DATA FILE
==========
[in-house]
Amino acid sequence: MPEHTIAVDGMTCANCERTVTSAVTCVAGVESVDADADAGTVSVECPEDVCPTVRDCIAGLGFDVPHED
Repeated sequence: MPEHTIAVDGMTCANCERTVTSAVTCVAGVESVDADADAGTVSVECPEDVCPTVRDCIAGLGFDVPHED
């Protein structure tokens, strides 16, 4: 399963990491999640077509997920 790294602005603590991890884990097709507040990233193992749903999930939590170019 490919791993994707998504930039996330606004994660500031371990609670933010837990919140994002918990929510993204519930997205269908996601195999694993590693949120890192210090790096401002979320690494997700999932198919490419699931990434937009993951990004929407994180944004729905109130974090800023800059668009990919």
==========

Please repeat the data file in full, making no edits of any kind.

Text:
[in-house]
Amino acid sequence: MPEHTIAVDGMTCANCERTVTSAVTCVAGVESVDADADAGTVSVECPEDVCPTVRDCIAGLGFDVPHED
Repeated sequence: MPEHTIAVDGMTCANCERTVTSAVTCVAGVESVDADADAGTVSVECPEDVCPTVRDCIAGLGFDVPHED
């Protein structure tokens, strides 16, 4: 399963990491999640077509997920 790294602005603590991890884990097709507040990233193992749903999930939590170019 490919791993994707998504930039996330606004994660500031371990609670933010837990919140994002918990929510993204519930997205269908996601195999694993590693949120890192210090790096401002979320690494997700999932198919490419699931990434937009993951990004929407994180944004729905109130974090800023800059668009990919």